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TOMSAWYERAUTO

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About TOMSAWYERAUTO

  • Rank
    Forum Beginner

Business Information

  • Business Name
    TOM SAWYER AUTO REPAIR
  • Business Address
    Hatboro, Pennsylvania, 19040
  • Type of Business
    Auto Repair
  • Your Current Position
    Shop Owner
  • Website

Recent Profile Visitors

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  1. Thanks for all your feedback. I think we're all saying & doing virtually the same things, finding the sweet spot for our specific shops. I was hoping there was a magic recipe that maybe I was missing, but I guess not. Seems we're all in the same boat when it comes to trying to schedule an orderly day but I guess the right combination of all those things works for all of us.
  2. YES. We have two shops in southeastern Pennsylvania. We were hit hard during the peak of the Covid pandemic. Although we were considered essential and allowed to remain open, our phones stopped ringing entirely. We didn't have work so we couldn't remain open. We closed for just over a month. We reopened a few weeks ago and we're seeing things bounce back slowly but surely. We struggled quite a bit during this pandemic, we worried quite a bit during this pandemic; we do not want to go back there again. We have signs on our office doors stating that masks must be worn upon entry. We aren't fooling ourselves that masks and gloves will complete prevent us from catching or spreading the virus entirely, but we'd rather play it safe and do our part. We've implemented policy changes, removed waiting room chairs, placed complimentary masks on our counter for customers that forget to bring them, stopped allowing in-office waiting, etc. This isn't just for them, its for us as well. In addition, most of our customers are wearing masks themselves and want to see this from us - they feel safer seeing us practice safe distancing, wearing gloves and masks, etc., It instills a sense of security in our customers, & we're happy to do it!
  3. Hi all, I feel like this is a broad question but I'm curious as to how other shops manage "scheduling". This has been the bane of our existence for years, searching for the perfect formula so that we won't overwhelm or underwhelm ourselves on a day-to-day basis, and yet the secret to this still eludes us. Do you use software that manages the daily car capacity for you based on the type of jobs scheduled? Do you manually manage the intake? How do you allot time for inspections when some can take 45 minutes and others could last several hours if much work is required to pass inspection? Or dealing with delivery delays on top of an already tight schedule? We've been in business for many, many years and obviously what we're doing is working - but I guess I'm just looking for feedback as to how we could improve this for increased efficiency. I've been thinking about upgrading our software to include a scheduling component but I'm not sure if this would be worthwhile or further limiting. Thoughts and feedback would be most appreciated!!!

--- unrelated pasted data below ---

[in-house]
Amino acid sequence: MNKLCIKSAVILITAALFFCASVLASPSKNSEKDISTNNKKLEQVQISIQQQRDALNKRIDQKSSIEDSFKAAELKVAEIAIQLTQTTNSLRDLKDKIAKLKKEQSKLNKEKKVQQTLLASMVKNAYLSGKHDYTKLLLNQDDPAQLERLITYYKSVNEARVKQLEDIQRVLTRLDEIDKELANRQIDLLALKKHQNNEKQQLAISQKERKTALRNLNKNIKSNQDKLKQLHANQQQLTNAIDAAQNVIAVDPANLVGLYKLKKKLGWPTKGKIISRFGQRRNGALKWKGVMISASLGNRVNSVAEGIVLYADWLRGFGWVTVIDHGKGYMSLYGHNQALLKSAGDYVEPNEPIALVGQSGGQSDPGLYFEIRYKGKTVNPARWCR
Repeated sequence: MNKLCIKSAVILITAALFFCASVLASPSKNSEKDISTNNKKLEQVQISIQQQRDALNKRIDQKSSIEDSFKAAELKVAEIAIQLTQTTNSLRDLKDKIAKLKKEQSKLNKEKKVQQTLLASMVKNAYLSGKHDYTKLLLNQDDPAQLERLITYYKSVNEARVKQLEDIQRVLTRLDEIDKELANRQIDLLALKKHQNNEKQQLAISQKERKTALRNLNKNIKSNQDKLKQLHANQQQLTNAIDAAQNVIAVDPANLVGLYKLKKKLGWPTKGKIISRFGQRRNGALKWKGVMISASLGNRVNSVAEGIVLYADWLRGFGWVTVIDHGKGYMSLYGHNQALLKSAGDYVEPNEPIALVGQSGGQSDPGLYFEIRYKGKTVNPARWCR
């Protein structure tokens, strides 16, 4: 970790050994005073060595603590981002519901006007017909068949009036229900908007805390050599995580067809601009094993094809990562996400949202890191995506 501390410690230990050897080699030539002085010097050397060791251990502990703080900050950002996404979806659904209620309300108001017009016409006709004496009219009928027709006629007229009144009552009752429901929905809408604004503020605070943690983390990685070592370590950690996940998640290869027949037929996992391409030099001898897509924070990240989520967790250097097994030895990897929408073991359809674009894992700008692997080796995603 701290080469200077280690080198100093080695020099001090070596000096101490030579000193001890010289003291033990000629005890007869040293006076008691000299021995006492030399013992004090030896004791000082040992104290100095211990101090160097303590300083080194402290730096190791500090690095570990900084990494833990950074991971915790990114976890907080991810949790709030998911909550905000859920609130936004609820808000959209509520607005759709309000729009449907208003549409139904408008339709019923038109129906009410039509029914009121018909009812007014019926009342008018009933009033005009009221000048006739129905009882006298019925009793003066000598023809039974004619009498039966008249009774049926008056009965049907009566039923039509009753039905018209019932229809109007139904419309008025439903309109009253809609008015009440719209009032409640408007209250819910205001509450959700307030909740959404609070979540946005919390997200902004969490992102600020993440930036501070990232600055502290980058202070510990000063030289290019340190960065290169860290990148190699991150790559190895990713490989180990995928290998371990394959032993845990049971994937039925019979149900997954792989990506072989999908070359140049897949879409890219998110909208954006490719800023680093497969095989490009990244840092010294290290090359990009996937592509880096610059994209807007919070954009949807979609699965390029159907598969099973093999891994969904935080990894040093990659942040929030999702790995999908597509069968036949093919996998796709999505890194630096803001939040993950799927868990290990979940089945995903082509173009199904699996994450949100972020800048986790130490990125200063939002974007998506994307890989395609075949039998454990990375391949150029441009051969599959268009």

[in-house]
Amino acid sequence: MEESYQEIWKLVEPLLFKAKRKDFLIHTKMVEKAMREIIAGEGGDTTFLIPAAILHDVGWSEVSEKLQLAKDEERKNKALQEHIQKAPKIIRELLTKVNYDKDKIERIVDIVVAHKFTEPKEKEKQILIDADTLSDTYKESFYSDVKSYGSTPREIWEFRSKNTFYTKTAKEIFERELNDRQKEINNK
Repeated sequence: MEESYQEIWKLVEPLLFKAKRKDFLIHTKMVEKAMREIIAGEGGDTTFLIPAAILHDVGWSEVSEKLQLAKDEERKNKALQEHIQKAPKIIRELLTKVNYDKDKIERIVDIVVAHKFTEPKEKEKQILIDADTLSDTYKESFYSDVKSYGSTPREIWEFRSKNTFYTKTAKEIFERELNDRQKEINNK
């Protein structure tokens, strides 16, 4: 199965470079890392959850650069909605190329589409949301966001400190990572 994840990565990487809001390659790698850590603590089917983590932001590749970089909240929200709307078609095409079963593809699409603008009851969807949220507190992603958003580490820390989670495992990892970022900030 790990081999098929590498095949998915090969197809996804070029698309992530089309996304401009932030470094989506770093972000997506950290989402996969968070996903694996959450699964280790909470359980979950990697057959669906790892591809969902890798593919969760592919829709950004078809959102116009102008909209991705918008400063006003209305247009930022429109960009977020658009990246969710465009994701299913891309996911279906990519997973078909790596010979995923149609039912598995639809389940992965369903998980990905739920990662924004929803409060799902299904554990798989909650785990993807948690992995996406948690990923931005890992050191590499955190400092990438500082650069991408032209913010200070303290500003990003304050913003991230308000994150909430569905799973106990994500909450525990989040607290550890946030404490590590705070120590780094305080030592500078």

4. TOMSAWYERAUTO

    TOMSAWYERAUTO

  5. I'm just curious what other shop owners charge for shop supply fees. In the past, I've heard various responses; some charge a percentage of the total bill (parts and labor), some charge just a percentage of labor, others charge a flat fee. We've tried a low flat fee in the past but that doesn't prove to even make a dent towards covering the cost of shop supplies. We switched to a small percentage and found that we netted about the same because the quantity of large $ tickets balanced out with the quantity of low $ tickets. Looking to make another change that will prove worthwhile but wanted to get some feedback first. We're in the Eastern PA area. Thanks so much.
  6. Well in fairness, I should say our pay is "commensurate with experience". If a guy is asking for let's say $27/hour and the skills and experience he has are worth it, we'll pay it. I guess it just depends on what the candidate is bringing to the table, however we're open to at least considering any salary a candidate is looking for. Honestly we just can't seem to find anyone qualified. The ones that do apply have less experience, licenses, etc than we want, and the qualified ones that have come through seem to be looking for "managerial" type positions. They clearly want something different than we want. We can't seem to find the person in the middle.
  7. I'm just curious but I'd like to know how others are finding mechanics to hire? What types of media or job advertising? Online versus print? Schools, etc...? I'm located in Montgomery County, PA and we're having the most difficult time finding qualified help. We ask our tool guys, sales reps, etc and advertise on online job boards - but we find the pickins are slim. It's not a money issue; we're willing to pay top dollar for those that are worth it, we just can find any that are even close. We have a fairly full crew but we have room for 1 more and finding this last piece to the puzzle has been proving to be exhausting. We either find those without much experience or those that have plenty of experience but set in their ways & unwilling to learn new ways... Any ideas that might prove helpful would be much appreciated..! Thanks!


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